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Old 07-24-2009, 11:23 PM
 
Location: Kansas
610 posts, read 1,118,811 times
Reputation: 352

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I am considering getting an apartment of my own next year once I turn 21 but I have a huge concern.

Long story short: I moved in with a roommate last summer but moved out later because of family reasons. Roommate said that he had another tenant moving in for me so not to worry about rent. Found out he was evicted during the winter time and now the apartment is suing me (not HIM) for late rent (close to $2000). Lawyers were supposed to bill me monthly payments or whatever and haven't yet. Tried calling them but no answers.

Question: Since I owe this money and it shows as an eviction on my rental history; how badly is this going to affect me getting another apartment?? Will it lower my chances by some or completely by even applying?

Thanks,
John

By the way, I'd appreciate the answers to be from landlords (current or past), owners, or any kind of experience. Keep your opinions to yourself.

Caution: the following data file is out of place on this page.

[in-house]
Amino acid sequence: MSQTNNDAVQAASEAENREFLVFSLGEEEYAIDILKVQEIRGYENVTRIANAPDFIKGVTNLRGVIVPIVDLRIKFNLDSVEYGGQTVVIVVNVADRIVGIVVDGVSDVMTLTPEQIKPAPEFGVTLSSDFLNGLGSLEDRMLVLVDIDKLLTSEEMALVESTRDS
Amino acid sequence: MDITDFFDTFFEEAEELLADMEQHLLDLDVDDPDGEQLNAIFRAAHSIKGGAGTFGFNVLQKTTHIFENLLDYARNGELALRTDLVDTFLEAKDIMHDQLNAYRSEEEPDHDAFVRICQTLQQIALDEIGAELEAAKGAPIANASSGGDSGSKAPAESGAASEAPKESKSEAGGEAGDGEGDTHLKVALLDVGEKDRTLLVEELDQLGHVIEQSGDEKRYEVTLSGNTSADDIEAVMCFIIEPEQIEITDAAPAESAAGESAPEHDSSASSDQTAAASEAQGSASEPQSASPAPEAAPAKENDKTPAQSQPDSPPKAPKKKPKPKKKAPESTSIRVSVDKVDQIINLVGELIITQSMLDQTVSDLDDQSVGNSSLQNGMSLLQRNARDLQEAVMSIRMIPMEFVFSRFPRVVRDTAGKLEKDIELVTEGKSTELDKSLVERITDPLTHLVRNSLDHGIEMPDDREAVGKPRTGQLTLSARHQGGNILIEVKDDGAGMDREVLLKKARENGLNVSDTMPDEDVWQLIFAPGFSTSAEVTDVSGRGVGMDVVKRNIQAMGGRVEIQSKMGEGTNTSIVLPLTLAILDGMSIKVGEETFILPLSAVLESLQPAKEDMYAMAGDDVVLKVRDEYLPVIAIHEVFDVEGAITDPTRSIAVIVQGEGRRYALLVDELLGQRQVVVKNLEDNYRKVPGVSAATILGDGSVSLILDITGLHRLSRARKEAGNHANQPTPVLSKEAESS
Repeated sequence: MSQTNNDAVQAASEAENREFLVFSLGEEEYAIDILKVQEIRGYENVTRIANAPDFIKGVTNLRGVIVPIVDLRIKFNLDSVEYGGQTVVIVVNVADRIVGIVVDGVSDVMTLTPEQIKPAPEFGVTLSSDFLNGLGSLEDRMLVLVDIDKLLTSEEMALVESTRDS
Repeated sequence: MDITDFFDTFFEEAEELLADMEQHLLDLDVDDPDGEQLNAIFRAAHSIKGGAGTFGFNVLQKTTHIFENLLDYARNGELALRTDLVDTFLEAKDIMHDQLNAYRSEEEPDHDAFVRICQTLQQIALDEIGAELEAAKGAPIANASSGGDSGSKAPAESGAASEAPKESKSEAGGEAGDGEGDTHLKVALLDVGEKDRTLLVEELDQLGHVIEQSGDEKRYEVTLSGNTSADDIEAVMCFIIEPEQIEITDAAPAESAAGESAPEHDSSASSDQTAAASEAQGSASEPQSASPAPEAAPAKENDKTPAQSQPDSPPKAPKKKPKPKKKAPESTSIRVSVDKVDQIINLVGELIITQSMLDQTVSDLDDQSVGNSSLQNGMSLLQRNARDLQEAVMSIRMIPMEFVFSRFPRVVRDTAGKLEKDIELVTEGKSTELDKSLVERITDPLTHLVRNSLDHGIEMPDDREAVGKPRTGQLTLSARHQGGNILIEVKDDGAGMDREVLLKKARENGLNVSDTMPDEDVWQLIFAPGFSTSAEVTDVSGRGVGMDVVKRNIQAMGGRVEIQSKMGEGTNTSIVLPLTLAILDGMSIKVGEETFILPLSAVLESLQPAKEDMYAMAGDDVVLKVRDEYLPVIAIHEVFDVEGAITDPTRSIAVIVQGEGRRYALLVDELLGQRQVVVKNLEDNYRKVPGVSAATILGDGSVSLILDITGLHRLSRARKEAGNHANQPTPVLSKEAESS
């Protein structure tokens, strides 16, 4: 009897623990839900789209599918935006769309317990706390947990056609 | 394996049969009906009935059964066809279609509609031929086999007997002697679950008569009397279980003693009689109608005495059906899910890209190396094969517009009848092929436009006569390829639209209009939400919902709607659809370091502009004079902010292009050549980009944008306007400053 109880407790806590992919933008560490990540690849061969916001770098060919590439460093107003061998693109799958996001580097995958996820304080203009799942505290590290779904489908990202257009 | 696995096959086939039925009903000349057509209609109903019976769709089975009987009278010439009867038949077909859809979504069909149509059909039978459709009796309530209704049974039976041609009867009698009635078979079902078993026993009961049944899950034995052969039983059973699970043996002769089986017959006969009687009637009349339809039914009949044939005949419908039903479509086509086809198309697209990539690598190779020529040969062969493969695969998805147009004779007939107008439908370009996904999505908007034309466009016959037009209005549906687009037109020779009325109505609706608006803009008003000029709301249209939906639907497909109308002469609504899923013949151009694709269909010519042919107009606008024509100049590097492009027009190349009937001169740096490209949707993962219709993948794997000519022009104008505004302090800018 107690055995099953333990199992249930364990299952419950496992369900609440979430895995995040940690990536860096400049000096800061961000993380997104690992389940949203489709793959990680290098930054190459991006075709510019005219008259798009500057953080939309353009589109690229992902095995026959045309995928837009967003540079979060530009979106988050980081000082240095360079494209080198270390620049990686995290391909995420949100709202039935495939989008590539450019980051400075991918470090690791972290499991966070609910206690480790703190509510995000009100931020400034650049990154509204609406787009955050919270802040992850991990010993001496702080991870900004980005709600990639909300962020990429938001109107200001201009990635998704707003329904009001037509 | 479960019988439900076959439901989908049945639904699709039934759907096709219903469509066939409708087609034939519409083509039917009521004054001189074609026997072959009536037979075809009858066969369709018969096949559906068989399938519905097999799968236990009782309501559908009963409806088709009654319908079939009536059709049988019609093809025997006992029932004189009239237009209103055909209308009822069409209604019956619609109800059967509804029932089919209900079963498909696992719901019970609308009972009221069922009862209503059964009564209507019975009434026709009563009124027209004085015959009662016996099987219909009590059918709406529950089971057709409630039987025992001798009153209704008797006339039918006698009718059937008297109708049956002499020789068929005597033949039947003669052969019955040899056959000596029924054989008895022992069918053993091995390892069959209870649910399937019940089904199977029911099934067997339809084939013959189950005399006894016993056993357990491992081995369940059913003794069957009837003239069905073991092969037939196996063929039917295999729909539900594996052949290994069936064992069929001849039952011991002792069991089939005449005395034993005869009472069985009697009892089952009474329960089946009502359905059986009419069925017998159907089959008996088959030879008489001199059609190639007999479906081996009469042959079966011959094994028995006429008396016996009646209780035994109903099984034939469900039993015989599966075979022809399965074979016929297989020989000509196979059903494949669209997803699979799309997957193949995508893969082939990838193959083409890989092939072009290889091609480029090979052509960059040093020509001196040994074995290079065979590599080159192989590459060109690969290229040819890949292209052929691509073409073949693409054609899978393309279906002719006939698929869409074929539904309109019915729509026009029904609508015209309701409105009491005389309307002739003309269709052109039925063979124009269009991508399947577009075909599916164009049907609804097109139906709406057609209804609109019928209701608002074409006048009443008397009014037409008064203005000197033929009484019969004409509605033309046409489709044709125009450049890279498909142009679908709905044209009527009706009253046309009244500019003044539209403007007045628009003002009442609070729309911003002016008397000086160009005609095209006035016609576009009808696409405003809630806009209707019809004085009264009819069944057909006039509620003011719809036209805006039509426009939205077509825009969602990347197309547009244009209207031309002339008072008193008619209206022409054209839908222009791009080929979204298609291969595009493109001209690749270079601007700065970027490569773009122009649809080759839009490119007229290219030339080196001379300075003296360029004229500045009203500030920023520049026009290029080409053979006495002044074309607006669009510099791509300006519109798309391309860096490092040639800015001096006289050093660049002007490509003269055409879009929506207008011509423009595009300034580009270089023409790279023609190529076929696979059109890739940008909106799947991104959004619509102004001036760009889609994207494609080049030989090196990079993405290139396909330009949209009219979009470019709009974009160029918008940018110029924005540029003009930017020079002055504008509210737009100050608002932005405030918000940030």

Last edited by Johnny Bananas; 07-24-2009 at 11:46 PM..
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Old 07-24-2009, 11:31 PM
 
6,040 posts, read 6,002,355 times
Reputation: 3822
Sorry, I wouldn't rent to you. Your excuses sound like the typical ones that many deadbeats give when they're evicted.
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Old 07-24-2009, 11:40 PM
 
Location: Kansas
610 posts, read 1,118,811 times
Reputation: 352
Quote:
Originally Posted by Mercury Cougar View Post
Sorry, I wouldn't rent to you. Your excuses sound like the typical ones that many deadbeats give when they're evicted.
So you're calling me a deadbeat eh?! Are you a landlord? If so then thanks for the answer but if not then please keep your opinion to yourself.
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Old 07-24-2009, 11:54 PM
 
Location: 39 20' 59"N / 75 30' 53"W
12,045 posts, read 12,456,927 times
Reputation: 13448
Its possible you can find a landlord that rents without credit checks,
there ususally not in the best of neighborhoods.